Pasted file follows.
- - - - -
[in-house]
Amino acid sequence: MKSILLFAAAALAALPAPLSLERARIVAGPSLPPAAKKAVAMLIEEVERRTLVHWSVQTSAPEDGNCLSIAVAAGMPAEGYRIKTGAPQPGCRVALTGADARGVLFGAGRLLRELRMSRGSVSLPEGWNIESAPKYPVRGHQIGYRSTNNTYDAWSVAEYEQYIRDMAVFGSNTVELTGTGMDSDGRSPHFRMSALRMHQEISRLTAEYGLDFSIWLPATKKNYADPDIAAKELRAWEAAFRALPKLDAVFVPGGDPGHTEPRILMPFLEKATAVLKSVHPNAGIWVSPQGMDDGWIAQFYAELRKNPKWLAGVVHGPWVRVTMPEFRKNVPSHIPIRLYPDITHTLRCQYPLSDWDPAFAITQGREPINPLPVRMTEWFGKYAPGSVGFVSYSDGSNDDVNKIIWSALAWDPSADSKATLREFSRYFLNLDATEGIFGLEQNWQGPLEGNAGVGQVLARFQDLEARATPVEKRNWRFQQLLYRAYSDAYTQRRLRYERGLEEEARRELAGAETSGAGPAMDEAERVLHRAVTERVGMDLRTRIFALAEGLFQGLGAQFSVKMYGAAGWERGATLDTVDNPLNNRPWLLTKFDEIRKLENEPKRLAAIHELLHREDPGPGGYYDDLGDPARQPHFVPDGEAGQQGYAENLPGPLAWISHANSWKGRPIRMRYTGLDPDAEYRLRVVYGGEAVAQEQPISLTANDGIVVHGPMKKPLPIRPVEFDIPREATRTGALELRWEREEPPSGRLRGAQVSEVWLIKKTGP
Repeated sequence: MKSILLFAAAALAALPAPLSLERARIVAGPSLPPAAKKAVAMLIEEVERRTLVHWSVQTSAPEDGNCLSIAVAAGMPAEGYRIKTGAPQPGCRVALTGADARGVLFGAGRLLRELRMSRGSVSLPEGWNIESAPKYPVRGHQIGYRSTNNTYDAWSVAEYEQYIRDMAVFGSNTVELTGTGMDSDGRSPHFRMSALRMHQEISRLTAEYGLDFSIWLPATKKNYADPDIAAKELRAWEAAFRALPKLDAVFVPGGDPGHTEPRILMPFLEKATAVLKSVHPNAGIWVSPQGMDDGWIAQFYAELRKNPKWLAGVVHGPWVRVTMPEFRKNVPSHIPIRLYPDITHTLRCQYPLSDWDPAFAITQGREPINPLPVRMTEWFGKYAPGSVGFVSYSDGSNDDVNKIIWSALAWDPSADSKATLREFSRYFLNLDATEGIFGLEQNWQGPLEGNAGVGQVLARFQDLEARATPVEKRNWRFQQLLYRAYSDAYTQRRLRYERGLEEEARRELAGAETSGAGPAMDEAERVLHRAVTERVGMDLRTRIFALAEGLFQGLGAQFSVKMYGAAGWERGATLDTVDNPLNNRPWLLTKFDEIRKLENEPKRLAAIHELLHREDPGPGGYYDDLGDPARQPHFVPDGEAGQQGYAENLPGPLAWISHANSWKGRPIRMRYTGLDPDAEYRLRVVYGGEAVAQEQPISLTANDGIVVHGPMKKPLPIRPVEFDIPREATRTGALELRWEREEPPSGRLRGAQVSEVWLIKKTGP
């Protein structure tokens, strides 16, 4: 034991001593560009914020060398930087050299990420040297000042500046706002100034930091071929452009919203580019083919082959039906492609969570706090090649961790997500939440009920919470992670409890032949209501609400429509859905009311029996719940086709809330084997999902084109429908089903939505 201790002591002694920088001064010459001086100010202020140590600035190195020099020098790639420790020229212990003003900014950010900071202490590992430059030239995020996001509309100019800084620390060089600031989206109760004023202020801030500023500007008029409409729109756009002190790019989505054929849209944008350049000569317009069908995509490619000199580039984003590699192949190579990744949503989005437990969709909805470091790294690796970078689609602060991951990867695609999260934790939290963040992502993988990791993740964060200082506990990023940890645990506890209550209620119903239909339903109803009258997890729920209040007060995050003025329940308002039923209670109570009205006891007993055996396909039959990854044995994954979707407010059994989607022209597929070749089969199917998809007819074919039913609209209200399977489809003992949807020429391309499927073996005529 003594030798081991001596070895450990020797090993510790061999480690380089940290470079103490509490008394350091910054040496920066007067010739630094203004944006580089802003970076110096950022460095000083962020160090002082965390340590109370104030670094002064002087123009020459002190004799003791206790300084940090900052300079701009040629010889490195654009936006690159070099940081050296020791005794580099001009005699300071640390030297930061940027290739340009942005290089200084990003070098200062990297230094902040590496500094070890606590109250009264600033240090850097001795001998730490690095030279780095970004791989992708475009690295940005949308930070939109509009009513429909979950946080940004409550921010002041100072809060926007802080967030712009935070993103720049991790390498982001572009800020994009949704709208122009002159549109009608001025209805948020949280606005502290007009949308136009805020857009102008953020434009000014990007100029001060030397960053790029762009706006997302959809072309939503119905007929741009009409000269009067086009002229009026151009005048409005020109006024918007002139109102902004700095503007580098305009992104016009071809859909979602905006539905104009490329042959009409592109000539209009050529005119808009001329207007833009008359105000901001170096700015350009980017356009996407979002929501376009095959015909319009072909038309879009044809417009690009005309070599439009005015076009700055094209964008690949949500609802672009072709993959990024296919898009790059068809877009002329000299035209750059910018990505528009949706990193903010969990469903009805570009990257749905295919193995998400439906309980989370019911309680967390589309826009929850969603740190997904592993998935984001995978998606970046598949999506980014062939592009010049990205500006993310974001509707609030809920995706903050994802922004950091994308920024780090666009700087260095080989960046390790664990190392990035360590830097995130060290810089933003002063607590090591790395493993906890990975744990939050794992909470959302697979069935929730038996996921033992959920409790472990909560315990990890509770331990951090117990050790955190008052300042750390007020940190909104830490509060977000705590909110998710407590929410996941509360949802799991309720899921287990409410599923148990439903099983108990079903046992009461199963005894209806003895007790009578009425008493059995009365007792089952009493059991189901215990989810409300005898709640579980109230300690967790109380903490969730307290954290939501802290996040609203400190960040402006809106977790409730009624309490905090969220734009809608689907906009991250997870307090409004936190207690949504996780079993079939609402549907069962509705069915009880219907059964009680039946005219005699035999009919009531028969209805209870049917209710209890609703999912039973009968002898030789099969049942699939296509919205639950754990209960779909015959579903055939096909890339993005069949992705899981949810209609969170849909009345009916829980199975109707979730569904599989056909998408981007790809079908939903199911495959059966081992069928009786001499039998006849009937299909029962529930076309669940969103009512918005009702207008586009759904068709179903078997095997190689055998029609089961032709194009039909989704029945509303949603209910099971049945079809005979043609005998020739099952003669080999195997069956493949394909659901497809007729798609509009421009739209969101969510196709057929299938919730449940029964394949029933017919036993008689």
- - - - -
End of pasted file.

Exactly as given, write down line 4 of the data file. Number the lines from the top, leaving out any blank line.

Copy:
């Protein structure tokens, strides 16, 4: 034991001593560009914020060398930087050299990420040297000042500046706002100034930091071929452009919203580019083919082959039906492609969570706090090649961790997500939440009920919470992670409890032949209501609400429509859905009311029996719940086709809330084997999902084109429908089903939505 201790002591002694920088001064010459001086100010202020140590600035190195020099020098790639420790020229212990003003900014950010900071202490590992430059030239995020996001509309100019800084620390060089600031989206109760004023202020801030500023500007008029409409729109756009002190790019989505054929849209944008350049000569317009069908995509490619000199580039984003590699192949190579990744949503989005437990969709909805470091790294690796970078689609602060991951990867695609999260934790939290963040992502993988990791993740964060200082506990990023940890645990506890209550209620119903239909339903109803009258997890729920209040007060995050003025329940308002039923209670109570009205006891007993055996396909039959990854044995994954979707407010059994989607022209597929070749089969199917998809007819074919039913609209209200399977489809003992949807020429391309499927073996005529 003594030798081991001596070895450990020797090993510790061999480690380089940290470079103490509490008394350091910054040496920066007067010739630094203004944006580089802003970076110096950022460095000083962020160090002082965390340590109370104030670094002064002087123009020459002190004799003791206790300084940090900052300079701009040629010889490195654009936006690159070099940081050296020791005794580099001009005699300071640390030297930061940027290739340009942005290089200084990003070098200062990297230094902040590496500094070890606590109250009264600033240090850097001795001998730490690095030279780095970004791989992708475009690295940005949308930070939109509009009513429909979950946080940004409550921010002041100072809060926007802080967030712009935070993103720049991790390498982001572009800020994009949704709208122009002159549109009608001025209805948020949280606005502290007009949308136009805020857009102008953020434009000014990007100029001060030397960053790029762009706006997302959809072309939503119905007929741009009409000269009067086009002229009026151009005048409005020109006024918007002139109102902004700095503007580098305009992104016009071809859909979602905006539905104009490329042959009409592109000539209009050529005119808009001329207007833009008359105000901001170096700015350009980017356009996407979002929501376009095959015909319009072909038309879009044809417009690009005309070599439009005015076009700055094209964008690949949500609802672009072709993959990024296919898009790059068809877009002329000299035209750059910018990505528009949706990193903010969990469903009805570009990257749905295919193995998400439906309980989370019911309680967390589309826009929850969603740190997904592993998935984001995978998606970046598949999506980014062939592009010049990205500006993310974001509707609030809920995706903050994802922004950091994308920024780090666009700087260095080989960046390790664990190392990035360590830097995130060290810089933003002063607590090591790395493993906890990975744990939050794992909470959302697979069935929730038996996921033992959920409790472990909560315990990890509770331990951090117990050790955190008052300042750390007020940190909104830490509060977000705590909110998710407590929410996941509360949802799991309720899921287990409410599923148990439903099983108990079903046992009461199963005894209806003895007790009578009425008493059995009365007792089952009493059991189901215990989810409300005898709640579980109230300690967790109380903490969730307290954290939501802290996040609203400190960040402006809106977790409730009624309490905090969220734009809608689907906009991250997870307090409004936190207690949504996780079993079939609402549907069962509705069915009880219907059964009680039946005219005699035999009919009531028969209805209870049917209710209890609703999912039973009968002898030789099969049942699939296509919205639950754990209960779909015959579903055939096909890339993005069949992705899981949810209609969170849909009345009916829980199975109707979730569904599989056909998408981007790809079908939903199911495959059966081992069928009786001499039998006849009937299909029962529930076309669940969103009512918005009702207008586009759904068709179903078997095997190689055998029609089961032709194009039909989704029945509303949603209910099971049945079809005979043609005998020739099952003669080999195997069956493949394909659901497809007729798609509009421009739209969101969510196709057929299938919730449940029964394949029933017919036993008689």